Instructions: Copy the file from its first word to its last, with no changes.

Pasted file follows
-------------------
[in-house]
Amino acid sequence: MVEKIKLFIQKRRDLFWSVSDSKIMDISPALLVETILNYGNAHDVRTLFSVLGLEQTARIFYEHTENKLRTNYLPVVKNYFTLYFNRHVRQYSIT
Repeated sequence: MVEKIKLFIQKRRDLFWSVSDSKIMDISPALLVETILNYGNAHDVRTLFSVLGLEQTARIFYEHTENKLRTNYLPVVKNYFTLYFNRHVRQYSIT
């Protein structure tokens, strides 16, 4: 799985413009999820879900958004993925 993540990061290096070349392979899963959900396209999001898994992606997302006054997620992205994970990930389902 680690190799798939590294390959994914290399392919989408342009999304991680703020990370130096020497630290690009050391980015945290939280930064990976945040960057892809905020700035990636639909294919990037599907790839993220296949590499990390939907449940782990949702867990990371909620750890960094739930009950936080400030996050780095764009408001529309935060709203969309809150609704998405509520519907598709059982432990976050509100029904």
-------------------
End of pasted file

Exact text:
[in-house]
Amino acid sequence: MVEKIKLFIQKRRDLFWSVSDSKIMDISPALLVETILNYGNAHDVRTLFSVLGLEQTARIFYEHTENKLRTNYLPVVKNYFTLYFNRHVRQYSIT
Repeated sequence: MVEKIKLFIQKRRDLFWSVSDSKIMDISPALLVETILNYGNAHDVRTLFSVLGLEQTARIFYEHTENKLRTNYLPVVKNYFTLYFNRHVRQYSIT
């Protein structure tokens, strides 16, 4: 799985413009999820879900958004993925 993540990061290096070349392979899963959900396209999001898994992606997302006054997620992205994970990930389902 680690190799798939590294390959994914290399392919989408342009999304991680703020990370130096020497630290690009050391980015945290939280930064990976945040960057892809905020700035990636639909294919990037599907790839993220296949590499990390939907449940782990949702867990990371909620750890960094739930009950936080400030996050780095764009408001529309935060709203969309809150609704998405509520519907598709059982432990976050509100029904």